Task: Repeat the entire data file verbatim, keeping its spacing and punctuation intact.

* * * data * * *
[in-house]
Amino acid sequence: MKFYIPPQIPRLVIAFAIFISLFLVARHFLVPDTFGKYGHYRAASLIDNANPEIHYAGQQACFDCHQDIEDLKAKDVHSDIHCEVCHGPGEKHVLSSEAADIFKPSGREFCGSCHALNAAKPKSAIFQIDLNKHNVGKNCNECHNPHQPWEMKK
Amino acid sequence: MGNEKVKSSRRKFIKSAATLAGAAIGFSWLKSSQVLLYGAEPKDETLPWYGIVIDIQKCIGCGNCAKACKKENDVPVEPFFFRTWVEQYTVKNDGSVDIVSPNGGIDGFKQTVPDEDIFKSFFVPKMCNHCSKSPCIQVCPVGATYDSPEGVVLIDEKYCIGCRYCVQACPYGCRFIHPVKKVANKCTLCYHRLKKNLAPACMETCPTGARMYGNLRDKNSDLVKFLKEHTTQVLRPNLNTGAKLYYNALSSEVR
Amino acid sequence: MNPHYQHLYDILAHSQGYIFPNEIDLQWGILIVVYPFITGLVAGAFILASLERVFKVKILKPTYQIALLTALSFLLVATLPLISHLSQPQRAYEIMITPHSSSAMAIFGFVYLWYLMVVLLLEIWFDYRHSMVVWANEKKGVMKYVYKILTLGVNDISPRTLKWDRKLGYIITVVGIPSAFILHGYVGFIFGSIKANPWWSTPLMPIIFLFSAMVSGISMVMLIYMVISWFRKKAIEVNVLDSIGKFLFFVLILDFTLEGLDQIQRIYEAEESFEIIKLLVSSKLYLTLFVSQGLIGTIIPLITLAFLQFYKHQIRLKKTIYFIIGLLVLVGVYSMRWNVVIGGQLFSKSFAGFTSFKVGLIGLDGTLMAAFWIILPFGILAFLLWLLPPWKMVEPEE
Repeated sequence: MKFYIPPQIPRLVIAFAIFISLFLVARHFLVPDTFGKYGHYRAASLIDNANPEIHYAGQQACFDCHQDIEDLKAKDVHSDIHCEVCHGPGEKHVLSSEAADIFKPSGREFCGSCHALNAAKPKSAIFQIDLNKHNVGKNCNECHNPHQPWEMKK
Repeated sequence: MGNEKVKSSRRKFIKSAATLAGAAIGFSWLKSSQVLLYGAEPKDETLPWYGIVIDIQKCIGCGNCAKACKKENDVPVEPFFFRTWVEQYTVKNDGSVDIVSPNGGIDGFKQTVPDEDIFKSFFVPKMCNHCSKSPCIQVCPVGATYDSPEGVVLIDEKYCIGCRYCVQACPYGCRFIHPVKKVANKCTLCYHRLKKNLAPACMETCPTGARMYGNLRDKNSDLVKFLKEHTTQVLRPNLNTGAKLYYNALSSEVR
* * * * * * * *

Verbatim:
[in-house]
Amino acid sequence: MKFYIPPQIPRLVIAFAIFISLFLVARHFLVPDTFGKYGHYRAASLIDNANPEIHYAGQQACFDCHQDIEDLKAKDVHSDIHCEVCHGPGEKHVLSSEAADIFKPSGREFCGSCHALNAAKPKSAIFQIDLNKHNVGKNCNECHNPHQPWEMKK
Amino acid sequence: MGNEKVKSSRRKFIKSAATLAGAAIGFSWLKSSQVLLYGAEPKDETLPWYGIVIDIQKCIGCGNCAKACKKENDVPVEPFFFRTWVEQYTVKNDGSVDIVSPNGGIDGFKQTVPDEDIFKSFFVPKMCNHCSKSPCIQVCPVGATYDSPEGVVLIDEKYCIGCRYCVQACPYGCRFIHPVKKVANKCTLCYHRLKKNLAPACMETCPTGARMYGNLRDKNSDLVKFLKEHTTQVLRPNLNTGAKLYYNALSSEVR
Amino acid sequence: MNPHYQHLYDILAHSQGYIFPNEIDLQWGILIVVYPFITGLVAGAFILASLERVFKVKILKPTYQIALLTALSFLLVATLPLISHLSQPQRAYEIMITPHSSSAMAIFGFVYLWYLMVVLLLEIWFDYRHSMVVWANEKKGVMKYVYKILTLGVNDISPRTLKWDRKLGYIITVVGIPSAFILHGYVGFIFGSIKANPWWSTPLMPIIFLFSAMVSGISMVMLIYMVISWFRKKAIEVNVLDSIGKFLFFVLILDFTLEGLDQIQRIYEAEESFEIIKLLVSSKLYLTLFVSQGLIGTIIPLITLAFLQFYKHQIRLKKTIYFIIGLLVLVGVYSMRWNVVIGGQLFSKSFAGFTSFKVGLIGLDGTLMAAFWIILPFGILAFLLWLLPPWKMVEPEE
Repeated sequence: MKFYIPPQIPRLVIAFAIFISLFLVARHFLVPDTFGKYGHYRAASLIDNANPEIHYAGQQACFDCHQDIEDLKAKDVHSDIHCEVCHGPGEKHVLSSEAADIFKPSGREFCGSCHALNAAKPKSAIFQIDLNKHNVGKNCNECHNPHQPWEMKK
Repeated sequence: MGNEKVKSSRRKFIKSAATLAGAAIGFSWLKSSQVLLYGAEPKDETLPWYGIVIDIQKCIGCGNCAKACKKENDVPVEPFFFRTWVEQYTVKNDGSVDIVSPNGGIDGFKQTVPDEDIFKSFFVPKMCNHCSKSPCIQVCPVGATYDSPEGVVLIDEKYCIGCRYCVQACPYGCRFIHPVKKVANKCTLCYHRLKKNLAPACMETCPTGARMYGNLRDKNSDLVKFLKEHTTQVLRPNLNTGAKLYYNALSSEVR